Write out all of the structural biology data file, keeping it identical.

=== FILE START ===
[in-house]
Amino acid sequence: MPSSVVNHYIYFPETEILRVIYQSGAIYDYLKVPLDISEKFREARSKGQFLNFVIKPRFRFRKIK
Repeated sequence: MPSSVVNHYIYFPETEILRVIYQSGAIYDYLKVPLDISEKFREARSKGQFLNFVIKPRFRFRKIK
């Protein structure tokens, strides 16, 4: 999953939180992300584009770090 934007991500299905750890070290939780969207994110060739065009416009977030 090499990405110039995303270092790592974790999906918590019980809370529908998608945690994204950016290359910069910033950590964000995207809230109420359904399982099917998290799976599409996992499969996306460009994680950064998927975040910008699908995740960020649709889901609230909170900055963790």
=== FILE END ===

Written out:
[in-house]
Amino acid sequence: MPSSVVNHYIYFPETEILRVIYQSGAIYDYLKVPLDISEKFREARSKGQFLNFVIKPRFRFRKIK
Repeated sequence: MPSSVVNHYIYFPETEILRVIYQSGAIYDYLKVPLDISEKFREARSKGQFLNFVIKPRFRFRKIK
């Protein structure tokens, strides 16, 4: 999953939180992300584009770090 934007991500299905750890070290939780969207994110060739065009416009977030 090499990405110039995303270092790592974790999906918590019980809370529908998608945690994204950016290359910069910033950590964000995207809230109420359904399982099917998290799976599409996992499969996306460009994680950064998927975040910008699908995740960020649709889901609230909170900055963790």